The privacy protections of period and pregnancy tracking apps are lacking, according to a new report

By TechThop Team

Posted on: 17 Aug, 2022

The majority of popular period and pregnancy tracking apps lack strong privacy protections, according to Mozilla researchers.

It is always a concern when health apps have leaky privacy policies, but issues that fall into this particular category are of particular concern now that abortion is illegal in so many places.

The use of period tracking apps and pregnancy tracking apps could theoretically allow prosecution of people who get abortions illegally.

Most often, the digital data used to link people to abortions comes from text messages, Google searches, or Facebook messages - not data collected from period tracking apps. It's still a risk.

Now that we are living in a post-Roe vs Wade world in the United States, companies that collect personal and sensitive health information need to be extra vigilant about protecting and safeguarding that information. According to Jen Caltrider, Mozilla's privacy guide lead, too many aren't.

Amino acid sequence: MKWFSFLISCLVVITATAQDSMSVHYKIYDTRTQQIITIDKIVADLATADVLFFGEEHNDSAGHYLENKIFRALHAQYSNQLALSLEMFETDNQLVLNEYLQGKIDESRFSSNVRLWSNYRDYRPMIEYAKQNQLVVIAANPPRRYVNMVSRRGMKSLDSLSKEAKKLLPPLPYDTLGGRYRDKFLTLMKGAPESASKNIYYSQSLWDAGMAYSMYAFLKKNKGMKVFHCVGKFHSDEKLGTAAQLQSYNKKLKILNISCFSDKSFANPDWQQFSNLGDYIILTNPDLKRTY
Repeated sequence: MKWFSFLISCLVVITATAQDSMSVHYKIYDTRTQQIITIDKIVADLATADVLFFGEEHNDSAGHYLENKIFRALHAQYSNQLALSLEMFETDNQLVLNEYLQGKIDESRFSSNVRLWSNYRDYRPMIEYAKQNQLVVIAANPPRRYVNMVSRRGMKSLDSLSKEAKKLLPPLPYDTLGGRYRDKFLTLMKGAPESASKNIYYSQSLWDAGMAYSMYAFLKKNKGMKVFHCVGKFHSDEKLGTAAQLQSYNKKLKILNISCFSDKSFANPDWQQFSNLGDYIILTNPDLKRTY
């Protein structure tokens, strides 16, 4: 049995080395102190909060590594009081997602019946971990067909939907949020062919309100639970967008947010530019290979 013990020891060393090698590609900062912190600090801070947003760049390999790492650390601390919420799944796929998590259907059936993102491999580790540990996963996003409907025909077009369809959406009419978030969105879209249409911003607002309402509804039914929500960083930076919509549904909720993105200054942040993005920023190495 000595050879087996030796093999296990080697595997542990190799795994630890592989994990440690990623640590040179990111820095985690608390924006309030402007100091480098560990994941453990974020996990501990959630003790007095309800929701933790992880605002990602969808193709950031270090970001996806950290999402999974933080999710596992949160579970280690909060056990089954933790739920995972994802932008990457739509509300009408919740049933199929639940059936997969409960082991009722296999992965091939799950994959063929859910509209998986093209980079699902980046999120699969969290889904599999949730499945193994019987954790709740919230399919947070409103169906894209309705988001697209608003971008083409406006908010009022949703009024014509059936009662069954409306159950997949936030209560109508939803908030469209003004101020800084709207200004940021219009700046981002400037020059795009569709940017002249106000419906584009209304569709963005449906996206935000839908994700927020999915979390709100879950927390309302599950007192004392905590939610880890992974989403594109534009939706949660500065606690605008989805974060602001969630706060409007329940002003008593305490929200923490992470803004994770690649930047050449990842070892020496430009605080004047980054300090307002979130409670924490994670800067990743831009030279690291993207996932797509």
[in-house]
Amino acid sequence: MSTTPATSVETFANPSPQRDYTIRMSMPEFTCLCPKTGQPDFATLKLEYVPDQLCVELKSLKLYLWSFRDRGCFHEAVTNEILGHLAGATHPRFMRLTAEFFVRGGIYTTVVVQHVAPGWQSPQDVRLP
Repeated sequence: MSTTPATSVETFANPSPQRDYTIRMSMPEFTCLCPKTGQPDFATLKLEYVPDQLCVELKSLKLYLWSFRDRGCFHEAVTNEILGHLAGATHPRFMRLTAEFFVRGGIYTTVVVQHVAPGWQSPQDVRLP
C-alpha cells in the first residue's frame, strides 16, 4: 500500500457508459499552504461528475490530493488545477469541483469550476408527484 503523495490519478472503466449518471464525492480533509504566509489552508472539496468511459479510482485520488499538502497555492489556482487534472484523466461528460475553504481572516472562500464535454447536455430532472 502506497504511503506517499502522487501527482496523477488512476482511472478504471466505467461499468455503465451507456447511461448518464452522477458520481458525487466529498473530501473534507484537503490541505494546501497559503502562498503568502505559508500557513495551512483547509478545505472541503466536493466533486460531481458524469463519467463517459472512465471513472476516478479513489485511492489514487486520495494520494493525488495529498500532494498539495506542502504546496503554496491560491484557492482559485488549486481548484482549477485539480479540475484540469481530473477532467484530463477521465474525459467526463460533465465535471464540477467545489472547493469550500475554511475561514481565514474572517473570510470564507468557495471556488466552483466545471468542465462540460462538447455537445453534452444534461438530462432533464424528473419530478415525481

In the study, 25 of the most popular apps and wearables with period and pregnancy tracking features were analyzed. In the report, most respondents didn't say when or if they'd share information with police.

Mozilla issued warning labels to 18 of the 25 apps about their privacy practices, including Clue Period & Cycle Tracker and Eve, two of the top cycle tracking apps on the Apple App Store.

Mozilla is concerned about the apps' privacy policies, as well as how they collect, share, and protect user information.

Wearable devices included in the analysis did not receive warning labels, however. In addition to period tracking features, Garmin, Fitbit, Apple Watch, Oura Ring, and Whoop Strap meet Mozilla's privacy standards.

In May, Mozilla released a similar report on mental health apps and found that they had poor privacy protections. 

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